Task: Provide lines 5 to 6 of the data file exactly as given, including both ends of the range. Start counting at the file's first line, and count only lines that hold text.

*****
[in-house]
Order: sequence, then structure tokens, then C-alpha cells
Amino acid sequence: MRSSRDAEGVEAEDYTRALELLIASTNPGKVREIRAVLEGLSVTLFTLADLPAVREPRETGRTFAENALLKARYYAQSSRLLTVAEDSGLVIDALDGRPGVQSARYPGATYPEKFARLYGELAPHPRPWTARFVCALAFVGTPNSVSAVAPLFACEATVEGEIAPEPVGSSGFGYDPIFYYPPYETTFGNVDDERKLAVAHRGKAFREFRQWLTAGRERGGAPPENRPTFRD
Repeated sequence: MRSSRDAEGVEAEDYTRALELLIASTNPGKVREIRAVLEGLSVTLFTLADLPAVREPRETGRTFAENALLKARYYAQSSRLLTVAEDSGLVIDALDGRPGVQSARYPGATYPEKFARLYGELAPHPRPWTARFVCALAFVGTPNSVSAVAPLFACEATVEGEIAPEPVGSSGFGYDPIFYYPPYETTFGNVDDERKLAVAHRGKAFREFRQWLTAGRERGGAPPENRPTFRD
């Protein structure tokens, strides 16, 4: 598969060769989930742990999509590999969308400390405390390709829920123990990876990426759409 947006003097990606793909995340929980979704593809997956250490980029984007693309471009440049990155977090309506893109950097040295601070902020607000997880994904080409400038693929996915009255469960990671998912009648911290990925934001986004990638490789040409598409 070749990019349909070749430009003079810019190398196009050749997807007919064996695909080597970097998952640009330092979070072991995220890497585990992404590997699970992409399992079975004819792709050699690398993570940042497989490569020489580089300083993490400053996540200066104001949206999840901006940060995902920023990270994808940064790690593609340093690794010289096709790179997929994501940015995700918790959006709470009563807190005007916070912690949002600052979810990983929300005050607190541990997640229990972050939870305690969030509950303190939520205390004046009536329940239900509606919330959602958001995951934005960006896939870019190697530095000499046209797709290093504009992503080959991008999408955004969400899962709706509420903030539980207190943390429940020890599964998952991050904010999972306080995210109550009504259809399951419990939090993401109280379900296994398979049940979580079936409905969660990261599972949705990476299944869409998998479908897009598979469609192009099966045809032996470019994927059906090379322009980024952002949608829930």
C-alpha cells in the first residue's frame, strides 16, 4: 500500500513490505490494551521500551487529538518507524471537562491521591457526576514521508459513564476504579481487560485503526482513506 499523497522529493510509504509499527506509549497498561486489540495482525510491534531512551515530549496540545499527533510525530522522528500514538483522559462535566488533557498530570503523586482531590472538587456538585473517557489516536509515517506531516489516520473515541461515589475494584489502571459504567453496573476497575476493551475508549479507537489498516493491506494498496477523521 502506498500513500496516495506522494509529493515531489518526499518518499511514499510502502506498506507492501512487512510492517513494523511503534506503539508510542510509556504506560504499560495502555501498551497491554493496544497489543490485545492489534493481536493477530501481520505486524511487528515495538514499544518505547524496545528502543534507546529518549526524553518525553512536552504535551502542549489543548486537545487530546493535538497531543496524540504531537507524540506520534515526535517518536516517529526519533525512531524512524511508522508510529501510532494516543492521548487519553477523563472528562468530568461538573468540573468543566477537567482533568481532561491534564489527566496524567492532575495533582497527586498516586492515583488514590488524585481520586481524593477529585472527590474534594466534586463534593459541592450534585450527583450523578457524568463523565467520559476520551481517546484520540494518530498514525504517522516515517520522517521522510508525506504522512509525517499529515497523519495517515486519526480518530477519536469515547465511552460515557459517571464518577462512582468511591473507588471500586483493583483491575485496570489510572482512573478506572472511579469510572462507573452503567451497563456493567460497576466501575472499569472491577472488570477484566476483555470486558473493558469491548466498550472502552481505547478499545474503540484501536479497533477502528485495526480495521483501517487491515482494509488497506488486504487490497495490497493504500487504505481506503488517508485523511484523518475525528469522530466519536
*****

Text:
């Protein structure tokens, strides 16, 4: 598969060769989930742990999509590999969308400390405390390709829920123990990876990426759409 947006003097990606793909995340929980979704593809997956250490980029984007693309471009440049990155977090309506893109950097040295601070902020607000997880994904080409400038693929996915009255469960990671998912009648911290990925934001986004990638490789040409598409 070749990019349909070749430009003079810019190398196009050749997807007919064996695909080597970097998952640009330092979070072991995220890497585990992404590997699970992409399992079975004819792709050699690398993570940042497989490569020489580089300083993490400053996540200066104001949206999840901006940060995902920023990270994808940064790690593609340093690794010289096709790179997929994501940015995700918790959006709470009563807190005007916070912690949002600052979810990983929300005050607190541990997640229990972050939870305690969030509950303190939520205390004046009536329940239900509606919330959602958001995951934005960006896939870019190697530095000499046209797709290093504009992503080959991008999408955004969400899962709706509420903030539980207190943390429940020890599964998952991050904010999972306080995210109550009504259809399951419990939090993401109280379900296994398979049940979580079936409905969660990261599972949705990476299944869409998998479908897009598979469609192009099966045809032996470019994927059906090379322009980024952002949608829930």
C-alpha cells in the first residue's frame, strides 16, 4: 500500500513490505490494551521500551487529538518507524471537562491521591457526576514521508459513564476504579481487560485503526482513506 499523497522529493510509504509499527506509549497498561486489540495482525510491534531512551515530549496540545499527533510525530522522528500514538483522559462535566488533557498530570503523586482531590472538587456538585473517557489516536509515517506531516489516520473515541461515589475494584489502571459504567453496573476497575476493551475508549479507537489498516493491506494498496477523521 502506498500513500496516495506522494509529493515531489518526499518518499511514499510502502506498506507492501512487512510492517513494523511503534506503539508510542510509556504506560504499560495502555501498551497491554493496544497489543490485545492489534493481536493477530501481520505486524511487528515495538514499544518505547524496545528502543534507546529518549526524553518525553512536552504535551502542549489543548486537545487530546493535538497531543496524540504531537507524540506520534515526535517518536516517529526519533525512531524512524511508522508510529501510532494516543492521548487519553477523563472528562468530568461538573468540573468543566477537567482533568481532561491534564489527566496524567492532575495533582497527586498516586492515583488514590488524585481520586481524593477529585472527590474534594466534586463534593459541592450534585450527583450523578457524568463523565467520559476520551481517546484520540494518530498514525504517522516515517520522517521522510508525506504522512509525517499529515497523519495517515486519526480518530477519536469515547465511552460515557459517571464518577462512582468511591473507588471500586483493583483491575485496570489510572482512573478506572472511579469510572462507573452503567451497563456493567460497576466501575472499569472491577472488570477484566476483555470486558473493558469491548466498550472502552481505547478499545474503540484501536479497533477502528485495526480495521483501517487491515482494509488497506488486504487490497495490497493504500487504505481506503488517508485523511484523518475525528469522530466519536